It’s a thick-walled bugger too, but not just for solidity or protection of high value kit. Due to foam-filling of the voids between the inner and outer walls and a tongue-and-groove gasket, the Bronc seals out water and yields buoyant storage. (The seal is so sound that a pressure relief valve is available and recommended if you’re transporting a Bronc Box by air.) Compression latches and corner lock points keep the lid closed and contents secure from prying eyes or fiddling fingers. The box can be tied down without preventing access, too. Rugged handles and rollers round out the über tough package.

A last characteristic we particularly like is the option of colors other than black. We understand the need for this in some applications, but few things will slow down a hasty search—perhaps an emergency hasty search too—than looking for darkish objects in the deeply shadowed interior of a black box. But with “marine” and “military” versions in white and pseudo FDE respectively, you can get at what you need out of the Bronc with a minimum of mumbled—or perhaps shouted—expletives. Well done.

Jamb Brace/Physical Home Defense

While it’s not a “carry” item—or at least not in a way that readily occurs to us—the Jamb Brace is a potent personal security item. As we posited in our recent “Home Carry” series, most of us aren’t as secure as we think, even at home. Given the time we spend there, we’re actually more inclined to encounter trouble there than any other place. Ergo countermeasures like alarms, or as we suggested, either securely cached wherewithal, or home carry.

Jamb Brace. Photo by Michael Ives

But the first line of real defense against the so-called “hot” burglary or home invasion is the doors in your home, and the experts at Physical Home Defense say we actually overestimated the time it takes for a determined assault to breach a domestic-style exterior door: Only 10 seconds according to their research and experimentation. With 2 million home invasions (hot or otherwise) in 2010, their Jamb Brace looks like a sound step in a more secure direction.

In combination with a Grade 2 deadbolt—they recommend Schlage—the Jamb Brace puts an L-shaped bracket on the door itself, and retrofits most existing doors (including sidelight styles with their reinforcing strips) to withstand kicking or attempts to pry your door. Even in the confines of the Carry Guard Expo, their designated door kicker was quite plainly wasting his time on their display (take a look here). Each succeeding kick had enough energy to move the whole display, but the door, as the saying goes, stayed “sound as a dollar.”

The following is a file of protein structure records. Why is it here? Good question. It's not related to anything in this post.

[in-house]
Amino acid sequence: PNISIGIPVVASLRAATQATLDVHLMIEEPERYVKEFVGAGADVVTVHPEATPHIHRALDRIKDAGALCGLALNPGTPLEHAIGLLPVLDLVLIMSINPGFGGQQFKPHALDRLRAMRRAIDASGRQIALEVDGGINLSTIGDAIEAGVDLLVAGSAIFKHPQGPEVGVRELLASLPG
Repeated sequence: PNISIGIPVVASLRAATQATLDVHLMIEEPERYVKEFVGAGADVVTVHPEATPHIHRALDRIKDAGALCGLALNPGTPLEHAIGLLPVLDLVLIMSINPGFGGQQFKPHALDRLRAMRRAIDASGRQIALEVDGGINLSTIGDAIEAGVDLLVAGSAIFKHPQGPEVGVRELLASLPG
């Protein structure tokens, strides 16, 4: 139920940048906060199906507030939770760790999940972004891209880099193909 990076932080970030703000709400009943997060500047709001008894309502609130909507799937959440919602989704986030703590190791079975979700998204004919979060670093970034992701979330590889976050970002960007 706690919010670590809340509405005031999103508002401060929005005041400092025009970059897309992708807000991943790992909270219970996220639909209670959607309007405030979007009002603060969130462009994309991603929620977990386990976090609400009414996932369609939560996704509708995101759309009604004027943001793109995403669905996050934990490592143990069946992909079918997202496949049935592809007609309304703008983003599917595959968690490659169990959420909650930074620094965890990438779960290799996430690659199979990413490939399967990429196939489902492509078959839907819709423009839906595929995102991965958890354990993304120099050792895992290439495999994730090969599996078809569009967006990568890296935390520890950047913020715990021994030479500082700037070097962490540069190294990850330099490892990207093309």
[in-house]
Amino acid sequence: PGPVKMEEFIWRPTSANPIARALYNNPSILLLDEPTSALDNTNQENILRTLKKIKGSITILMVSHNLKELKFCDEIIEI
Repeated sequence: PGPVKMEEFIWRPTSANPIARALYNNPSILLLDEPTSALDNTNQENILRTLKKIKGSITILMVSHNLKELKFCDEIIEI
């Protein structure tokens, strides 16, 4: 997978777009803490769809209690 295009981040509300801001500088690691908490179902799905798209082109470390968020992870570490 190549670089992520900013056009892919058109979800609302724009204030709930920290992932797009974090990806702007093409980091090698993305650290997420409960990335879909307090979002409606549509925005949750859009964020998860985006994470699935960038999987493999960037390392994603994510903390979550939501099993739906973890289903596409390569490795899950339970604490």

Seminars and Training

As guns and gear wonks, the Expo floor was fertile indeed for carry and personal protection gear, and our understandable province. But honesty compels us to concede that the quite literal other half of the Expo had even more appeal.

Disappointingly, aside from the explicit (and excellent) NRA Carry Guard content—virtual reality, et al­—we had a chance to stick our heads in only three of the training/teaching events. But what we found was compelling and encouraging at the same time. A1F contributor Dr. John Lott, friend of A1F Jeff Gonzales, and (comparative) newcomer Dr. Joe Logar were speaking to surprisingly full rooms even by our hopeful estimations, and we’ll be making time to have more from each of them (and others) for you as we move forward.

But our sense of missing out is tempered considerably by that “encouraging” component: In utter contravention of mainstream media contention (read “apparently reflexive lies”), concealed-carry folks are serious about expanding their knowledge and skills. That in turn bodes well for a deserved dress-down of media and elitist naysayers, and for protecting firearms use and ownership by the best means possible—safe and responsible exercise of the Second Amendment.

Part 1

Frank Winn has been studying arms and their relationship to tyranny, meaningful liberty and personal security all his adult life. He has been a firearms safety/shooting instructor for more than 20 years, and earned state, regional and national titles in several competitive disciplines.